I remember an early fall
and curvy roads on Highway 25.
I remember mist and fading trees,
a crumbling barn, a slanted house
against the mountainside.
I took pictures out the window,
lens filtered for fog.
I remember a sudden storm —
torrents, and gusts juddered
the Datsun side to side.
My windshield blurred
green and yellow like a Matisse.
Tires skidded on wet pavement.
To stop the wild tailspin,
I gripped the wheel, told myself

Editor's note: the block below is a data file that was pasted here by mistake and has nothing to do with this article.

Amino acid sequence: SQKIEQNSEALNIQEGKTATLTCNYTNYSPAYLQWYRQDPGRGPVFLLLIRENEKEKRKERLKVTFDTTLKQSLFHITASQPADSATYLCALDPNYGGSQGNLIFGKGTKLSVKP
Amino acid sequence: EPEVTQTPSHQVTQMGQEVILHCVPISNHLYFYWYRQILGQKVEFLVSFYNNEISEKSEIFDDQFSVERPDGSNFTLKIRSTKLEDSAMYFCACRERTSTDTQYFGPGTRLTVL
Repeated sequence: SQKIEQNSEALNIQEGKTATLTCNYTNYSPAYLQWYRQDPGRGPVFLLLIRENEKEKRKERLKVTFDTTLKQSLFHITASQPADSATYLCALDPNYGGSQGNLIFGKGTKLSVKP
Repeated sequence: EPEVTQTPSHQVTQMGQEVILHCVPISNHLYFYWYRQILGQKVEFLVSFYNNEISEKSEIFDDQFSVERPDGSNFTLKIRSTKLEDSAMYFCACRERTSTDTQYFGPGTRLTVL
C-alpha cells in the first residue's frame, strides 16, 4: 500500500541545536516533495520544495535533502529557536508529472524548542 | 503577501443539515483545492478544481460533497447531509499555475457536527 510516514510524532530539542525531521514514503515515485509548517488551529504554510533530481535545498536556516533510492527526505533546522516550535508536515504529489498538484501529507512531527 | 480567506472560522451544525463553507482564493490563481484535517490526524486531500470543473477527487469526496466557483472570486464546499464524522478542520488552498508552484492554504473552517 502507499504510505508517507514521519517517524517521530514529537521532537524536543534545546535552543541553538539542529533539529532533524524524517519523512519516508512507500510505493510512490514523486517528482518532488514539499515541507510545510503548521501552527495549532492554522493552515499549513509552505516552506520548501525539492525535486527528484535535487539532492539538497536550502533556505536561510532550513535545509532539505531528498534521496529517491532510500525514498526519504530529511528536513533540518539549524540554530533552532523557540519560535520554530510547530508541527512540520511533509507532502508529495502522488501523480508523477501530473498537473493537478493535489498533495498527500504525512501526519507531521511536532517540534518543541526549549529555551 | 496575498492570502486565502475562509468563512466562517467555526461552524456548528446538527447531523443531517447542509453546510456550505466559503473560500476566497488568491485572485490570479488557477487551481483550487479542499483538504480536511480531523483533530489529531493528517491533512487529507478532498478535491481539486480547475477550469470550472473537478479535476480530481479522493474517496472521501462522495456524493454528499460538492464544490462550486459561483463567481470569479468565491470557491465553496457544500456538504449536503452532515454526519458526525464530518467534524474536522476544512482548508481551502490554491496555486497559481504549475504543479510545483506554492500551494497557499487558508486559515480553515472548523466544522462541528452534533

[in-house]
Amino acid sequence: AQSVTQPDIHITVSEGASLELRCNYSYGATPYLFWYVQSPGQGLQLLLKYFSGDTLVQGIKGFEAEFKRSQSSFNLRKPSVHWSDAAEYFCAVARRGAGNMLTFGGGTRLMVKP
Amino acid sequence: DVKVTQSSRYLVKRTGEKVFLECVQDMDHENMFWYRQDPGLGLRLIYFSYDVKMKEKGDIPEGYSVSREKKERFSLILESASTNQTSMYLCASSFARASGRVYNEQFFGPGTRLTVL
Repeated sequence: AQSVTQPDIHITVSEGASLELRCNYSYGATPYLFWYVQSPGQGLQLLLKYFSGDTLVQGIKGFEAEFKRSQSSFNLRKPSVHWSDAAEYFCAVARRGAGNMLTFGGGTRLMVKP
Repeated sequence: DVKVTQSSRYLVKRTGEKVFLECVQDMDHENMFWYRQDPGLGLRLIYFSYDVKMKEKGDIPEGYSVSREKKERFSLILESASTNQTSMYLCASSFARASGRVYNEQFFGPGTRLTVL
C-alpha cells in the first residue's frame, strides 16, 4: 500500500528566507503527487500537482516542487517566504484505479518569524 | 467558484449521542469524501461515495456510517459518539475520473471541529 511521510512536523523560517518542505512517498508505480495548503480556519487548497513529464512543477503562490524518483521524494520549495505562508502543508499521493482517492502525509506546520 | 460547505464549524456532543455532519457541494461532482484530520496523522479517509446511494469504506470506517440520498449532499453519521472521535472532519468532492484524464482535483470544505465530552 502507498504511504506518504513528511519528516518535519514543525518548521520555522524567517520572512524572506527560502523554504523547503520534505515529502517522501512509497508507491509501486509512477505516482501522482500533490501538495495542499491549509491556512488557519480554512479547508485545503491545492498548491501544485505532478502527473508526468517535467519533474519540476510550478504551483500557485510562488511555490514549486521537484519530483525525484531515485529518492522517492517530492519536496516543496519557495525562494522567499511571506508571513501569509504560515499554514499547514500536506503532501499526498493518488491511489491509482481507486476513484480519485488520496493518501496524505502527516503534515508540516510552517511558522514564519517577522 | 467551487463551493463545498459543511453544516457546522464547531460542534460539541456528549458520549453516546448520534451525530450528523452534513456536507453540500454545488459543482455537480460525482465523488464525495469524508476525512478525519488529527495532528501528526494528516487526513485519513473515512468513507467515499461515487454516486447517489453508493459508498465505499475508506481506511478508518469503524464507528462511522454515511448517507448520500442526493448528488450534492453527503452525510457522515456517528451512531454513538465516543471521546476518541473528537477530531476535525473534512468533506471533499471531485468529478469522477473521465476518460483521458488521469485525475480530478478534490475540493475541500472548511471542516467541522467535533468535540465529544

to steer in the direction of the skid.
I remember trembling like a fawn.
When at last the vehicle stopped,
headlights faced the wrong direction.
Eyes trained to yellow lines,
I drove home through the deluge.
I remember I hugged my child
to my pounding chest.
He was watching Batman,
legs crossed like sticks.
He barely looked up,
oblivious to my shifted view.
Copyright © 2021 by Sylvia Woods. All rights reserved. Sylvia Woods is a native of Eastern Kentucky who taught high school English in East Tennessee for 43 years. Her poems have appeared in Appalachian Review, Calliope, Centrifugal Eye, Tennessee English Journal, and elsewhere. What We Take With Us is her first full-length poetry collection.
Tagged: Book Excerpt, Poems